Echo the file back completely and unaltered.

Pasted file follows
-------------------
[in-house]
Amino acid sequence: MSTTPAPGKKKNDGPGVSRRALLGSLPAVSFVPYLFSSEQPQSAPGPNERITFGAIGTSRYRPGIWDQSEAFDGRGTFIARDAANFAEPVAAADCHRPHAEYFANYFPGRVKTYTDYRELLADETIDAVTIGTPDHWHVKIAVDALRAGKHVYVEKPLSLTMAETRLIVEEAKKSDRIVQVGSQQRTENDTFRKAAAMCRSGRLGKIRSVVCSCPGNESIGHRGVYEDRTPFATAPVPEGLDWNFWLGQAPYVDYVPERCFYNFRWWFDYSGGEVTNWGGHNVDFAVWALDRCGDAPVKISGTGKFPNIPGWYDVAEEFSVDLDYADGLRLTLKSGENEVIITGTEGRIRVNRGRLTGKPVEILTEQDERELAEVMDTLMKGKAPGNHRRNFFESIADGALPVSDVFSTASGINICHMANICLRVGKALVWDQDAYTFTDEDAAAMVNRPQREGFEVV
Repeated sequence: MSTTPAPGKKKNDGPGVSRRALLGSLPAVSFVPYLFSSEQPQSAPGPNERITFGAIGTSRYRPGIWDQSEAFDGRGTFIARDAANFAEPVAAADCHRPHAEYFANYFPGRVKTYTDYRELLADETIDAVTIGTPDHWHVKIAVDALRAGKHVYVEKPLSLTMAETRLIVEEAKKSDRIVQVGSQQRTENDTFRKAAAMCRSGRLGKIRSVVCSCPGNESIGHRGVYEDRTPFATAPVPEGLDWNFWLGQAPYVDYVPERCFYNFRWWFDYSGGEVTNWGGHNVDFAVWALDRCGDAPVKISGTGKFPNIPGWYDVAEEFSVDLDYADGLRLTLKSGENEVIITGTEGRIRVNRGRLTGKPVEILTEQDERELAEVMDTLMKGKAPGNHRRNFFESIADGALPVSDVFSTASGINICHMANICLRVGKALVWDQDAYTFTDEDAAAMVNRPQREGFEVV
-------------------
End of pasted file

[in-house]
Amino acid sequence: MSTTPAPGKKKNDGPGVSRRALLGSLPAVSFVPYLFSSEQPQSAPGPNERITFGAIGTSRYRPGIWDQSEAFDGRGTFIARDAANFAEPVAAADCHRPHAEYFANYFPGRVKTYTDYRELLADETIDAVTIGTPDHWHVKIAVDALRAGKHVYVEKPLSLTMAETRLIVEEAKKSDRIVQVGSQQRTENDTFRKAAAMCRSGRLGKIRSVVCSCPGNESIGHRGVYEDRTPFATAPVPEGLDWNFWLGQAPYVDYVPERCFYNFRWWFDYSGGEVTNWGGHNVDFAVWALDRCGDAPVKISGTGKFPNIPGWYDVAEEFSVDLDYADGLRLTLKSGENEVIITGTEGRIRVNRGRLTGKPVEILTEQDERELAEVMDTLMKGKAPGNHRRNFFESIADGALPVSDVFSTASGINICHMANICLRVGKALVWDQDAYTFTDEDAAAMVNRPQREGFEVV
Repeated sequence: MSTTPAPGKKKNDGPGVSRRALLGSLPAVSFVPYLFSSEQPQSAPGPNERITFGAIGTSRYRPGIWDQSEAFDGRGTFIARDAANFAEPVAAADCHRPHAEYFANYFPGRVKTYTDYRELLADETIDAVTIGTPDHWHVKIAVDALRAGKHVYVEKPLSLTMAETRLIVEEAKKSDRIVQVGSQQRTENDTFRKAAAMCRSGRLGKIRSVVCSCPGNESIGHRGVYEDRTPFATAPVPEGLDWNFWLGQAPYVDYVPERCFYNFRWWFDYSGGEVTNWGGHNVDFAVWALDRCGDAPVKISGTGKFPNIPGWYDVAEEFSVDLDYADGLRLTLKSGENEVIITGTEGRIRVNRGRLTGKPVEILTEQDERELAEVMDTLMKGKAPGNHRRNFFESIADGALPVSDVFSTASGINICHMANICLRVGKALVWDQDAYTFTDEDAAAMVNRPQREGFEVV